Critics of the Colorado Division of Wildlife throughout the past few years mostly have claimed there are too many elk, deer and antelope in Moffat County.
That was not the case at the agency's public meeting to discuss herd populations Monday night at American Legion Post 62 in Craig, hosted by the Craig Chamber of Commerce.
A crowd of about 40 residents filled the folding chairs and tables set up for the DOW event.
Instead of questions about how the agency could shrink local herds, residents asked officials how they could make sure future hunting seasons were more successful than last fall.
Charles Dial, 70, who owns Axis Steel and Axis Leather, a hide-tanning business, wondered if every year from now on would have similarly disappointing success rates.
"I had about half as many hides come into my shop this year than I did in 2005," he said. "I'd like to have more than that."
Jamin Grigg, DOW terrestrial biologist for the Craig office, presented a graph that showed a direct relationship between animal populations and the number of successful hunts.
As the Bears Ears elk herd population declined, which DOW officials said it has since 2001, so did the number of hunters who filled their tags.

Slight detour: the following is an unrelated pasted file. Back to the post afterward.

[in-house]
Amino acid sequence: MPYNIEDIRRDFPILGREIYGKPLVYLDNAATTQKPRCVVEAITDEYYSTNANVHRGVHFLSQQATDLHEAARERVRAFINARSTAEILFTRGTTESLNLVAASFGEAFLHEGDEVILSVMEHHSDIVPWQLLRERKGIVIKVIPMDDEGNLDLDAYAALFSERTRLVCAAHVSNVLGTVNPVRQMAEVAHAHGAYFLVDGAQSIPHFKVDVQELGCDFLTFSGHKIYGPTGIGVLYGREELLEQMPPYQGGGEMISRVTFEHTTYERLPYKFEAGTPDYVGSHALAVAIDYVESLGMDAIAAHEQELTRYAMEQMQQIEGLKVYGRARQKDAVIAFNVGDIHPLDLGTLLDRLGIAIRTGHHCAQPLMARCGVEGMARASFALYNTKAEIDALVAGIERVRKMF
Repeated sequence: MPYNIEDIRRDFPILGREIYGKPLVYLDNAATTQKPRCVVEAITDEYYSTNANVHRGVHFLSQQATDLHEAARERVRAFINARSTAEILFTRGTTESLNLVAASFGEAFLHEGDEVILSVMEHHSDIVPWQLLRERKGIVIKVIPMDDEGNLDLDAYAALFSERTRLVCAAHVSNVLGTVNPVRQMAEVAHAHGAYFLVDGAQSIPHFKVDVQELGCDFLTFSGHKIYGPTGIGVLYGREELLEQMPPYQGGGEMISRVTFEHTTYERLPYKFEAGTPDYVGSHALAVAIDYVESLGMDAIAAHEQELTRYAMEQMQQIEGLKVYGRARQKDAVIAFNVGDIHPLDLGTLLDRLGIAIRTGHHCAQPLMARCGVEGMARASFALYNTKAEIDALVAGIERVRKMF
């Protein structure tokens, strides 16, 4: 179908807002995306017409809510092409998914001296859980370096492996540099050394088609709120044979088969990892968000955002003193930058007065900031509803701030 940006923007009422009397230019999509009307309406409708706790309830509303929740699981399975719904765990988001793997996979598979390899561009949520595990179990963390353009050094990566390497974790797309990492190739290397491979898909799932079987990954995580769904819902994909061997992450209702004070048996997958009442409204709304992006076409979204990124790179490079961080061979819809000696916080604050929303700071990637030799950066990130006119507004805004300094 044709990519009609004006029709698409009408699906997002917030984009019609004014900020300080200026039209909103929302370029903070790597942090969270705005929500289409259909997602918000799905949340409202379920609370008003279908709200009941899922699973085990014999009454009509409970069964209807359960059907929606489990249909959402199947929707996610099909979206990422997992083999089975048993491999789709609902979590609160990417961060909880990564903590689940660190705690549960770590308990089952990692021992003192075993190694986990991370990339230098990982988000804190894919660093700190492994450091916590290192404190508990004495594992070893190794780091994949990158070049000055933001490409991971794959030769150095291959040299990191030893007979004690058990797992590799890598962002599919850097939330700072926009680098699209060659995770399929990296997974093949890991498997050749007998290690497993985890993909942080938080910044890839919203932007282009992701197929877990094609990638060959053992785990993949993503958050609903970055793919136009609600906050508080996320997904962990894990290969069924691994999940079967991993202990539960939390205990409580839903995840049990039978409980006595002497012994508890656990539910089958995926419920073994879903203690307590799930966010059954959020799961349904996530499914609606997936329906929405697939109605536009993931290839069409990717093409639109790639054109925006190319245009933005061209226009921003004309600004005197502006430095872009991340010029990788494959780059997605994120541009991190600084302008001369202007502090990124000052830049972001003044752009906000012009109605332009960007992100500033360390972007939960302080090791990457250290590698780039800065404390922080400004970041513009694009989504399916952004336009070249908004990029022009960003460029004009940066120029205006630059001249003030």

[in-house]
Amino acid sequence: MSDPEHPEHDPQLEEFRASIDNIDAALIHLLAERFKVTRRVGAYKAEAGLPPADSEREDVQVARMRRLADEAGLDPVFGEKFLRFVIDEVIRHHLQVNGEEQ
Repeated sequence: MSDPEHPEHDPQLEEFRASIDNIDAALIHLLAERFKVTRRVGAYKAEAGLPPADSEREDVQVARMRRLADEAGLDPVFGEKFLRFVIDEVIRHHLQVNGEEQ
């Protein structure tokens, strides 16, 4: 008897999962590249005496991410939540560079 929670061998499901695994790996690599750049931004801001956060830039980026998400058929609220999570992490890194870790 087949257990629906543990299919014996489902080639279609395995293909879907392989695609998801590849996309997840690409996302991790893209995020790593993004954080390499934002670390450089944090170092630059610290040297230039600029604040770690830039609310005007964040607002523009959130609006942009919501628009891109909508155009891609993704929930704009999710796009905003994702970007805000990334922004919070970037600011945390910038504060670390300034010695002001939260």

"I think we're all in agreement we had too many elk at that point in time in 2000 and 2001," Grigg said. "Since then, we have started a concerted effort to bring that population down."
The DOW data showed the population declined from about 35,000 in 2001 to 21,000 in 2007, with a rough estimate of about 18,000 for 2009.
With fewer animals, they're going to be harder to find, Grigg said.
Hunters killed an estimated 5,111 elk in 2007, compared to an estimated 4,248 in 2008.
"We're not going to be able to continue to sustain the bull and cow harvests we have in the past," he said.
A Colorado State University official conducted a habitat study within the past three years and estimated the winter carrying capacity for wildlife in Moffat County is about 16,000 antelope, 38,500 deer and 16,500 elk.
Bill de Vergie, DOW area wildlife manager, said his agency is set to continue managing local herd populations to be at those levels.
Once the population starts to approach those points, the DOW would cut back on cow licenses, then eliminate early and late hunts and then cut licenses across the board, de Vergie said.
He didn't want local businesses to worry, though.
"Just because we would have less licenses out there, it doesn't mean we're going to have less hunters," de Vergie said. "Many of those licenses we would cut would be second licenses for people. We know how many (tourists) eat in restaurants, stay in hotels and go out with outfitters around here."
Although the meeting passed without any angry words, the presentation didn't solve all issues between the DOW and residents.
Dial said after the meeting he still didn't trust the agency's reported figures on hunter success rates, though officials said they were significantly lower than the year before.
"I don't think their numbers means too much," he said. "I think they're high. I think they're probably cooked."
Collin Smith can be reached at 875-1794 or email@example.com.